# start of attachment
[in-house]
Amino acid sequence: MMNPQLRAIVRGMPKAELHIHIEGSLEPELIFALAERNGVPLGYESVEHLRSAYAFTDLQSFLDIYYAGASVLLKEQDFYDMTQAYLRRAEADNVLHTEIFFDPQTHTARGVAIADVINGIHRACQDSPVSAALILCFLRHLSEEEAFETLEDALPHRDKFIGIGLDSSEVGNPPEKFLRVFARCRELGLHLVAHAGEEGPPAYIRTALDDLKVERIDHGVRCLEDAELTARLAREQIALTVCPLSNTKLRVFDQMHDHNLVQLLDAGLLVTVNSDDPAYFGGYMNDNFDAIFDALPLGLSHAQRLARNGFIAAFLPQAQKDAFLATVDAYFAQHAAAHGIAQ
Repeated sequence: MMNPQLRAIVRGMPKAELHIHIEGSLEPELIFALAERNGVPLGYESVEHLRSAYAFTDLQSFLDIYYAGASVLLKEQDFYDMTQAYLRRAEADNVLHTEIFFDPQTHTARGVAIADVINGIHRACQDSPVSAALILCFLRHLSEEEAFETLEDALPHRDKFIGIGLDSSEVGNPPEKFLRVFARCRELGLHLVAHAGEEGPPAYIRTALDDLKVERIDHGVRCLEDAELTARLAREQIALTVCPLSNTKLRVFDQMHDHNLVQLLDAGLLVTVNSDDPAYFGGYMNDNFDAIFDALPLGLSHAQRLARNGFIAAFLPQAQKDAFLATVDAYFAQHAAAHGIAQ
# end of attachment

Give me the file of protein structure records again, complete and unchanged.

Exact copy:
[in-house]
Amino acid sequence: MMNPQLRAIVRGMPKAELHIHIEGSLEPELIFALAERNGVPLGYESVEHLRSAYAFTDLQSFLDIYYAGASVLLKEQDFYDMTQAYLRRAEADNVLHTEIFFDPQTHTARGVAIADVINGIHRACQDSPVSAALILCFLRHLSEEEAFETLEDALPHRDKFIGIGLDSSEVGNPPEKFLRVFARCRELGLHLVAHAGEEGPPAYIRTALDDLKVERIDHGVRCLEDAELTARLAREQIALTVCPLSNTKLRVFDQMHDHNLVQLLDAGLLVTVNSDDPAYFGGYMNDNFDAIFDALPLGLSHAQRLARNGFIAAFLPQAQKDAFLATVDAYFAQHAAAHGIAQ
Repeated sequence: MMNPQLRAIVRGMPKAELHIHIEGSLEPELIFALAERNGVPLGYESVEHLRSAYAFTDLQSFLDIYYAGASVLLKEQDFYDMTQAYLRRAEADNVLHTEIFFDPQTHTARGVAIADVINGIHRACQDSPVSAALILCFLRHLSEEEAFETLEDALPHRDKFIGIGLDSSEVGNPPEKFLRVFARCRELGLHLVAHAGEEGPPAYIRTALDDLKVERIDHGVRCLEDAELTARLAREQIALTVCPLSNTKLRVFDQMHDHNLVQLLDAGLLVTVNSDDPAYFGGYMNDNFDAIFDALPLGLSHAQRLARNGFIAAFLPQAQKDAFLATVDAYFAQHAAAHGIAQ